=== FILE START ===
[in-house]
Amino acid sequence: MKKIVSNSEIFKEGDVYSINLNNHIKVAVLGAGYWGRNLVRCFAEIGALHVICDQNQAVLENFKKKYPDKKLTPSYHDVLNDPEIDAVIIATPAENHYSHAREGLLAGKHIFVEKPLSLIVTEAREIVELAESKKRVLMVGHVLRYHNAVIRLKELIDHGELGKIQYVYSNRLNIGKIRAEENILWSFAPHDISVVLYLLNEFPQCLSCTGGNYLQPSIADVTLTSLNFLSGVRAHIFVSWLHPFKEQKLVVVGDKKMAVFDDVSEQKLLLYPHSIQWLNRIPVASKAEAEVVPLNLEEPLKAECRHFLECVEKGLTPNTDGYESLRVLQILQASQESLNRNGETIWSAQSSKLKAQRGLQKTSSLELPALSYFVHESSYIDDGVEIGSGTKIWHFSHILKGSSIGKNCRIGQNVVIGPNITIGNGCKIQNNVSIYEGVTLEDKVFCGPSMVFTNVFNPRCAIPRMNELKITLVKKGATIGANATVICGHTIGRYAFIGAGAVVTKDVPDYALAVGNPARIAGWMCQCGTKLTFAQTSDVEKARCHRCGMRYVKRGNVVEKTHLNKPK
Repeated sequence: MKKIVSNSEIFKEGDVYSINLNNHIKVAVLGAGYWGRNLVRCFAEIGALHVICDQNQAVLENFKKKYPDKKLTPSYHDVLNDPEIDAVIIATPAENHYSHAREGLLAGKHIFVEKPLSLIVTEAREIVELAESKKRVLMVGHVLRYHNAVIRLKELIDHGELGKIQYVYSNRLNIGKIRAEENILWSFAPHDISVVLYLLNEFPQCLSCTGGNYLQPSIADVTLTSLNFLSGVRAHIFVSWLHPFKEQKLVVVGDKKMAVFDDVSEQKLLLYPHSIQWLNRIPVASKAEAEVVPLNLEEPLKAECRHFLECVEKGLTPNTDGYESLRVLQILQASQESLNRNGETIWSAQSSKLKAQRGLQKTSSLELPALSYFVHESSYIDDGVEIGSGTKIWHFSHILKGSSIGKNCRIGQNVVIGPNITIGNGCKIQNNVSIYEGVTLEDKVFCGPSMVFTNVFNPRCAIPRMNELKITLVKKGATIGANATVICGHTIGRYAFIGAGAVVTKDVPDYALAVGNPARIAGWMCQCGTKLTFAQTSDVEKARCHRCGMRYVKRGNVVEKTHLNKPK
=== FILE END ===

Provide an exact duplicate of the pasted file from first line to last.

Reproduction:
[in-house]
Amino acid sequence: MKKIVSNSEIFKEGDVYSINLNNHIKVAVLGAGYWGRNLVRCFAEIGALHVICDQNQAVLENFKKKYPDKKLTPSYHDVLNDPEIDAVIIATPAENHYSHAREGLLAGKHIFVEKPLSLIVTEAREIVELAESKKRVLMVGHVLRYHNAVIRLKELIDHGELGKIQYVYSNRLNIGKIRAEENILWSFAPHDISVVLYLLNEFPQCLSCTGGNYLQPSIADVTLTSLNFLSGVRAHIFVSWLHPFKEQKLVVVGDKKMAVFDDVSEQKLLLYPHSIQWLNRIPVASKAEAEVVPLNLEEPLKAECRHFLECVEKGLTPNTDGYESLRVLQILQASQESLNRNGETIWSAQSSKLKAQRGLQKTSSLELPALSYFVHESSYIDDGVEIGSGTKIWHFSHILKGSSIGKNCRIGQNVVIGPNITIGNGCKIQNNVSIYEGVTLEDKVFCGPSMVFTNVFNPRCAIPRMNELKITLVKKGATIGANATVICGHTIGRYAFIGAGAVVTKDVPDYALAVGNPARIAGWMCQCGTKLTFAQTSDVEKARCHRCGMRYVKRGNVVEKTHLNKPK
Repeated sequence: MKKIVSNSEIFKEGDVYSINLNNHIKVAVLGAGYWGRNLVRCFAEIGALHVICDQNQAVLENFKKKYPDKKLTPSYHDVLNDPEIDAVIIATPAENHYSHAREGLLAGKHIFVEKPLSLIVTEAREIVELAESKKRVLMVGHVLRYHNAVIRLKELIDHGELGKIQYVYSNRLNIGKIRAEENILWSFAPHDISVVLYLLNEFPQCLSCTGGNYLQPSIADVTLTSLNFLSGVRAHIFVSWLHPFKEQKLVVVGDKKMAVFDDVSEQKLLLYPHSIQWLNRIPVASKAEAEVVPLNLEEPLKAECRHFLECVEKGLTPNTDGYESLRVLQILQASQESLNRNGETIWSAQSSKLKAQRGLQKTSSLELPALSYFVHESSYIDDGVEIGSGTKIWHFSHILKGSSIGKNCRIGQNVVIGPNITIGNGCKIQNNVSIYEGVTLEDKVFCGPSMVFTNVFNPRCAIPRMNELKITLVKKGATIGANATVICGHTIGRYAFIGAGAVVTKDVPDYALAVGNPARIAGWMCQCGTKLTFAQTSDVEKARCHRCGMRYVKRGNVVEKTHLNKPK